Fighting was fierce in Le Paradis, France, in late May of 1940. Adolf Hitler and his army were marching through the country, pushing the British and French back all the way to the English Channel. A small group of British soldiers, almost a hundred strong, were separated from their regiment. Out of ammo and options, they surrendered to the SS Totenkopf, a vicious German unit made up primarily of concentration camp guards and heavily indoctrinated in German propaganda.
The SS accepted their surrender, took their equipment and weapons, then lined them all up, and in violation of international law and human decency, executed them to a man. After the machine guns bursts the vicious Nazi's went in with bayonets, looking to finish the job. It was just one of many massacres committed by soldiers representing the Totenkopf, or death's head.
Millions gave their lives to defeat the Nazi menace, but to many, that is now ancient history. To others, it is a history well remembered. It's no coincidence that Nazi imagery is still used to sell products to disaffected white people, young and angry skinheads and motorcycle gangs. Unfortunately for the growing sport of MMA, many fighters and fight fans are being lumped into this category as well.
Boxing promoter Bob Arum once referred to MMA fans as a group of skinheads and racists. He was widely criticized in the MMA community, but seems more and more prescient as Nazi imagery pops up again and again on MMA apparel. Recently Hoelzer Reich was banned from UFC broadcasts for their repugnant t-shirts, shirts that were seemingly unambigous in their support of Neo Nazis and other hate groups. But Hoelzer Reich was hardly alone. Dethrone and other groups have also reappropriated Nazi imagery for their t-shirts. Most recently, Luke Burrett's Silver Star brand has featured the Totenkopf prominently on his gear, including on a t-shirt worn by fighter Clay Guida in a video for FIGHT! Magazine (video since removed by FIGHT!)
"Silverstar has or will never promote Nazi imagery!! That shirt was created over a year ago from an artist that is now over at one of our competitors," Burrett wrote in an email to Bloody Elbow. "We had no knowledge that a skull and cross bone would offend people, in this business a lot of clip art is used... The minute this was brought to our attention we researched and addressed the issue it's been removed from the site and has not been produced for quite some time."
More on Silver Star and their history of using Nazi imagery after the jumpIt's not the first time the brand has come under fire for the use of German Army imagery. In 2002, Newport Harbor High School students led a campaign against Silver Star, then featuring a "SS" logo that the protesters felt too closely resembled the Nazi SS symbol. Burrett agreed to remove the logo and trash $7000 worth of merchandise:
Since the company now caters to younger customers, Burrett said it made good business sense to eliminate the lightning-bolt Ss from the Silver Star logo. However, Burrett said he is drawing the line there. He won't eliminate the iron cross, which he considers a symbol of bravery, as a design element.
Eight years later and little has changed. Burrett is still borrowing Nazi imagery to sell t-shirts, this time using popular UFC fighter Clay Guida and the sport's most important magazine, FIGHT!, which posted a video of Guida wearing a t-shirt featuring the Totenkopf and World War II era bombers, a clear reference to the Nazi Luftwaffe's 54th Bomber Wing. FIGHT! has since pulled the video from their site and from YouTube.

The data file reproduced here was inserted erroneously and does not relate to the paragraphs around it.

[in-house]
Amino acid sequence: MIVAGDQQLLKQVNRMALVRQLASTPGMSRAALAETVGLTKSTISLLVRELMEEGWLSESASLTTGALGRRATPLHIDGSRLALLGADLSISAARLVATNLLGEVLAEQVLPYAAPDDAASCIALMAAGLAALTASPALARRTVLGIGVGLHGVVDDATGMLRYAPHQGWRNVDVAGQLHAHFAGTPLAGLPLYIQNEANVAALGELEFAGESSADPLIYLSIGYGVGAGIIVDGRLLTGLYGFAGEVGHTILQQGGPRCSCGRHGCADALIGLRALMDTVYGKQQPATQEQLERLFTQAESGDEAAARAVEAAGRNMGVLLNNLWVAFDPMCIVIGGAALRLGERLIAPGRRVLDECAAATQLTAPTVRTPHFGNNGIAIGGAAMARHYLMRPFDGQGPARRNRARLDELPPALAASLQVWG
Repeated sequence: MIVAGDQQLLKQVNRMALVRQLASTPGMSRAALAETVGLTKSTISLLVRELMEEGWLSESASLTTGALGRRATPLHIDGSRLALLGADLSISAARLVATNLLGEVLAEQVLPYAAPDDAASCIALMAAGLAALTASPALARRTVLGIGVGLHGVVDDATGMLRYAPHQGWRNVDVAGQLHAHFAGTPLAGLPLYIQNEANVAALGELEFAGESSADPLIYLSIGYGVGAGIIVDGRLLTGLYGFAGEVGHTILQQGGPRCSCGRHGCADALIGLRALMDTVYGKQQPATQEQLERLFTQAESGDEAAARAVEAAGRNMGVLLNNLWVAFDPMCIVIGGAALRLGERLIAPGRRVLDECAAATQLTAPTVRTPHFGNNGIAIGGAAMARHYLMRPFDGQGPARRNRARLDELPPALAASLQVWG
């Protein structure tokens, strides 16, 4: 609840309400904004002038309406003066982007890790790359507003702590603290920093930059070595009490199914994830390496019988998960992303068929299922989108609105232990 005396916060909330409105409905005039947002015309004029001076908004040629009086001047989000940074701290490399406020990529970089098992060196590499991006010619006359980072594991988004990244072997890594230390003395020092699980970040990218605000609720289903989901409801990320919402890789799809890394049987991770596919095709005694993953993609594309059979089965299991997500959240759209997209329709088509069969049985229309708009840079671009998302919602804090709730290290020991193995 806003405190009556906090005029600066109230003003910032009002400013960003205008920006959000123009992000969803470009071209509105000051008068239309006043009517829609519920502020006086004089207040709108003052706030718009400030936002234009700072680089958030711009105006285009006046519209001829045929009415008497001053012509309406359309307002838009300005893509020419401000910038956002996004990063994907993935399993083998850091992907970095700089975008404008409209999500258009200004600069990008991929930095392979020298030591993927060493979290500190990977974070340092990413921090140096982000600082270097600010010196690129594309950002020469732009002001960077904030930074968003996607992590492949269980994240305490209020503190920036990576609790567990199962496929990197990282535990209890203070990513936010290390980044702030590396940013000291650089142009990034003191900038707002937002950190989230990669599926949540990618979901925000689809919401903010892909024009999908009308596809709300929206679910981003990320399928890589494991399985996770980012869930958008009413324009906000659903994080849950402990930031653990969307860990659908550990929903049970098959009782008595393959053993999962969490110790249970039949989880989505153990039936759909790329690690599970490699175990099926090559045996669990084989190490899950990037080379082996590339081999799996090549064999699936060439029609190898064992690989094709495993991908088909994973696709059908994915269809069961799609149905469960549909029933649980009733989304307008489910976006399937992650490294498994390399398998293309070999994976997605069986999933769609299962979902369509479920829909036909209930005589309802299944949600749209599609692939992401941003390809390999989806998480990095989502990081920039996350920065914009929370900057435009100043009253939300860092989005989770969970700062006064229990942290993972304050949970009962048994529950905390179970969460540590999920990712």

"At FIGHT! we are against all forms of prejudice, hate speech and discrimination. We chose to highlight Mr. Guida because he is a fan favorite and represents to our minds some of the noblest aspects of MMA such as discipline, hard work, and an indomitable will both in training and in competition," Editor in Chief Donovan Craig wrote in an email to Bloody Elbow. "I was unaware of the controversial nature of the shirt as I'm sure Rick (video producer Rick Lee - Editor) was and very likely Clay was as well."
Guida, who fights former PRIDE star Takanori Gomi this weekend at UFC 125, was said to be upset by the association. Guida was shown in the video wearing a variety of gear but did his main interview in the controversial Silver Star shirt.
"Clay had no clue what the imagery meant of what it represents," Guida's manager John Fosco, the owner of VFElite Sports Agency said. "...When he heard about it, Clay was appalled. He's as open minded as they come and he completely denounces any Nazi imagery or anything related to Nazis. Clay wants to make it clear he had no idea what the imagery was about. Typically, sponsors send you clothing to wear for specific shoots and that's exactly what happened. Silver Star sent him a box of clothing and he wore the shirt, didn't think twice about it, and now we're in this situation. But he wants to make clear he had nothing to do with the imagery and did not even know it was there."
Authentic Brand Groups, the company that recently purchased Silver Star and other MMA apparel companies made it clear that they do not condone the use of Nazi imagery.
"Under no circumstances does Authentic Brands Group use, create or condone the use of Nazi imagery in the apparel brands under the ABG umbrella," ABG Spokesperson Nancy Carlson wrote to Bloody Elbow. "It is ABG's understanding that the mentioned incidents were addressed immediately at the time of occurrence and any product, logo or graphic immediately eradicated. Luke Burrett of Silver Star has done everything in his power to pull and eliminate the mentioned product. We care greatly about our customers and take this matter seriously."
More Silver Star use of the Totenkopf:
Use of the image in Nazi Germany: